• EPIC 2014 (†442 ): The decision in favor of anonymity may be motivated by fear of economic or official retaliation, by concern about social ostracism, or merely by a desire to preserve as much of one's privacy as possible. . . . ¶Anonymity is a shield from the tyranny of the majority. It thus exemplifies the purpose behind the Bill of Rights, and of the First Amendment in particular: to protect unpopular individuals from retaliation -- and their ideas from suppression -- at the hand of an intolerant society." — [Citing McIntyre v. Ohio Elections Commission, 514 U.S. 334 (1995)]. (†593)
  • Holpuch 2015 (†622 ): The “real name” policy has been criticized for years, but Facebook defends it by saying it is an important tool to ensure users are not anonymous, which it believes protects people from abuse. (†1413)
  • ISACA Glossary (†743 s.v. anonymity): The quality or state of not being named or identified. (†1758)
  • Matthews 2010 (†606 p.351): We will take anonymity to be representative of a suite of techniques of nonidentifiability that persons use to manage and protect their privacy. At the core of these techniques is the aim of being untrackable; this means that others lack the information they would need either to intrude physically upon me or to discover some private facts about me. Anonymity often enough goes together with privacy, but not always. ...Anonymity and other techniques of nonidentifiability function as the gatekeepers of the boundary between our private selves and the public domain, and for that reason they are important to the control we have over others' perceptions of, and beliefs about us. (†1397)
  • Nissenbaum 1999 (†607 p.142-143): In the computerized world, with the systems of information that we currently have in place, namelessness by itself is no longer sufficient for protecting what is at stake in anonymity. If it is true, as I have suggested, that one can gain access to a person through bits, or constellations of bits, of information, then protecting anonymity today amounts to more than merely withholding a name. It means withholding the information or constellation of information it now takes to get at, or get to, a person. When we think of protecting anonymity we must think about this broader range of possibilities; we must think not only of how a person can prevent his or her name from being divulged, but how a person can prevent all the crucial bits of information from being divulged, especially the bits of information that when divulged would enable access to him or her. (†1398)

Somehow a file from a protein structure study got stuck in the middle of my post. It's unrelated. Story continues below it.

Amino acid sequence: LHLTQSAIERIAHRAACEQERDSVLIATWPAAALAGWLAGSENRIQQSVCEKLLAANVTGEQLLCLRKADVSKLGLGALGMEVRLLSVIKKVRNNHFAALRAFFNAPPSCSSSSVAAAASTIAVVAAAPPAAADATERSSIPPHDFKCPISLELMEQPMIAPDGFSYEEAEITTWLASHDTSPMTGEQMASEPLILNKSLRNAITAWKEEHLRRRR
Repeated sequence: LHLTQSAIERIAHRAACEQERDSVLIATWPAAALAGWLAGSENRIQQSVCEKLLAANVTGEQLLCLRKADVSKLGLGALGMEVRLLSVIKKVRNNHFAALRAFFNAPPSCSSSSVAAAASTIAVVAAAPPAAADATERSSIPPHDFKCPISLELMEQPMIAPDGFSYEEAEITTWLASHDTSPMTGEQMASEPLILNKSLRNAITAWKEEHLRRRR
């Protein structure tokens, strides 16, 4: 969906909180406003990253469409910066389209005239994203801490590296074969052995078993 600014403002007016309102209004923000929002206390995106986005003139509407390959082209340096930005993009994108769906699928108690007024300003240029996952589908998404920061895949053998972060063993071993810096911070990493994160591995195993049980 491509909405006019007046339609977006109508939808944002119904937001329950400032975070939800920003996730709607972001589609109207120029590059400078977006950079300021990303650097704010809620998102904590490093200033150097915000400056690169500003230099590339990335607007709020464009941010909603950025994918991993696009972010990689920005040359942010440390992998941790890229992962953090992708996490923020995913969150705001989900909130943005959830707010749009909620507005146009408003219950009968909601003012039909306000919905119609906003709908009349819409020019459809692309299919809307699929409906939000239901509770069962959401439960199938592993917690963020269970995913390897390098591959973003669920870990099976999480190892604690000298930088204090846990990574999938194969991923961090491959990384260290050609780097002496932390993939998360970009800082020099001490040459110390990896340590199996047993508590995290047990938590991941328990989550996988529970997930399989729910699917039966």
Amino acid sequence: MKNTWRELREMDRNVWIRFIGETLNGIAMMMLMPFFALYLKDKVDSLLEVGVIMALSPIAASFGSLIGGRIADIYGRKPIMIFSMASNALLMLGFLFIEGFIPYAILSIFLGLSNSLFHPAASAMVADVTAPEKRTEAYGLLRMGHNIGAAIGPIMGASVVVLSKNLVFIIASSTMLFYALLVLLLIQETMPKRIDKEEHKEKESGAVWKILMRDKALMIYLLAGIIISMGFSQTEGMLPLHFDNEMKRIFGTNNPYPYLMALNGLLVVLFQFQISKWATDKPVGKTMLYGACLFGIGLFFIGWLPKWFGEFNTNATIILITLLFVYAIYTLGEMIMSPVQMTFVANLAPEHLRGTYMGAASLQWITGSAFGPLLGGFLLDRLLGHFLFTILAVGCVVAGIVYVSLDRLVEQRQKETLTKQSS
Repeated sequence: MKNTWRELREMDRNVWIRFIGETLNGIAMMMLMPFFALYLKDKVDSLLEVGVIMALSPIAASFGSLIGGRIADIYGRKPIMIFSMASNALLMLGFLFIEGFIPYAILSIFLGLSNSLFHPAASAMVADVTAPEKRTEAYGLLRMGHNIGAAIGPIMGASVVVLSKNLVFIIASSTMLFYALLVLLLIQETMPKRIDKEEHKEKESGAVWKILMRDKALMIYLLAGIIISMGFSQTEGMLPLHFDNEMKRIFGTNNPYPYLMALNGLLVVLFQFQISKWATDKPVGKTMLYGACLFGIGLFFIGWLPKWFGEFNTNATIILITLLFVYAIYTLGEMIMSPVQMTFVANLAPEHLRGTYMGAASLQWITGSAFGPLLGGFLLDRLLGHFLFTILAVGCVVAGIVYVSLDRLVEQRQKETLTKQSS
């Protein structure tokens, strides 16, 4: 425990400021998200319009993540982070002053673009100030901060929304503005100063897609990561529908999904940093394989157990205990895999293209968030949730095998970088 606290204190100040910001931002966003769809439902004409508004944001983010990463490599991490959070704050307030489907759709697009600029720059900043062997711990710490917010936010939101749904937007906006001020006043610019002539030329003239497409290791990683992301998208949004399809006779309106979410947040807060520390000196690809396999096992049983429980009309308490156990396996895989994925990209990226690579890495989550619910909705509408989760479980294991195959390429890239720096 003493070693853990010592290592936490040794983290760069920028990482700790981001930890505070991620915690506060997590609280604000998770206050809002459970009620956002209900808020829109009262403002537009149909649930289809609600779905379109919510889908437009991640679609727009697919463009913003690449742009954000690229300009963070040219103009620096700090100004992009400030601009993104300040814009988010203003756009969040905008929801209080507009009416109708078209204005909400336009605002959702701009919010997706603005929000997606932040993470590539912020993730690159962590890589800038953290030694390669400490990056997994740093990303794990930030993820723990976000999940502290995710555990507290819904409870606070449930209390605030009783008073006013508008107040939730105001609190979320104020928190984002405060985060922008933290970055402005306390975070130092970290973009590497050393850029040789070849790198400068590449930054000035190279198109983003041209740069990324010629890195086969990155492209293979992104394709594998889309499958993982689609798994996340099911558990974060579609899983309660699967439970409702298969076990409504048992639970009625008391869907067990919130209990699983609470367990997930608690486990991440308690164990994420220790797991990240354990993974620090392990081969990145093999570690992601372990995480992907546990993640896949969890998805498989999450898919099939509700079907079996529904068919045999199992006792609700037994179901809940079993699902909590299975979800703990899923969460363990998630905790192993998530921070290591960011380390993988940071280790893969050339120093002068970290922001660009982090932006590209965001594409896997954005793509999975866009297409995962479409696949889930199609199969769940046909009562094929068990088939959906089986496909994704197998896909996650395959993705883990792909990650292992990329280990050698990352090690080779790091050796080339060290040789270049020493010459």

• RFC 4949 (†591 s.v. "anonymity"): Tutorial: An application may require security services that maintain anonymity of users or other system entities, perhaps to preserve their privacy or hide them from attack. To hide an entity’s real name, an alias may be used; for example, a financial institution may assign account numbers. Parties to transactions can thus remain relatively anonymous, but can also accept the transactions as legitimate. Real names of the parties cannot be easily determined by observers of the transactions, but an authorized third party may be able to map an alias to a real name, such as by presenting the institution with a court order. In other applications, anonymous entities may be completely untraceable. (†1368)
  • Wallace 1999 (†605 p.34): Anonymity defined as noncoordinatability of traits in a given respect is a conceptual or metaphysical definition. is a form of nonidentifiability, moving us beyond thinking of anonymity as having primarily to do with names. Rather, the concept is, or has become, more general. (†1396)
  • Wikipedia (†387 s.v. "anonymity"): Derived from the Greek word ἀνωνυμία, anonymia, meaning "without a name" or "namelessness". In colloquial use, "anonymous" is used to describe situations where the acting person's name is unknown. ¶ The most important example for anonymity being not only protected, but enforced by law is probably the vote in free elections. In many other situations (like conversation between strangers, buying some product or service in a shop), anonymity is traditionally accepted as natural. There are also various situations in which a person might choose to withhold their identity. Acts of charity have been performed anonymously when benefactors do not wish to be acknowledged. A person who feels threatened might attempt to mitigate that threat through anonymity. A witness to a crime might seek to avoid retribution, for example, by anonymously calling a crime tipline. Criminals might proceed anonymously to conceal their participation in a crime. Anonymity may also be created unintentionally, through the loss of identifying information due to the passage of time or a destructive event. (†591)
  • Wikipedia (†387 s.v. "anonymity"): Derived from the Greek word ἀνωνυμία, meaning "without a name" or "namelessness." In colloquial use, "anonymous" is used to describe situations where the acting person's name is unknown. Some writers have argued that namelessness, though technically correct, does not capture what is more centrally at stake in contexts of anonymity. The important idea here is that a person be non-identifiable, unreachable, or untrackable.[Wallace, 1999; Nissenbaum, 1999; Matthews, 2010] Anonymity is seen as a technique, or a way of realizing, certain other values, such as privacy, or liberty. (†1284)
  • Wikipedia (†387 s.v. "anonymity"): Most commentary on the Internet is essentially done anonymously, using unidentifiable pseudonyms. While these usernames can take on an identity of their own, they are frequently separated and anonymous from the actual author. According to the University of Stockholm this is creating more freedom of expression, and less accountability. (†592)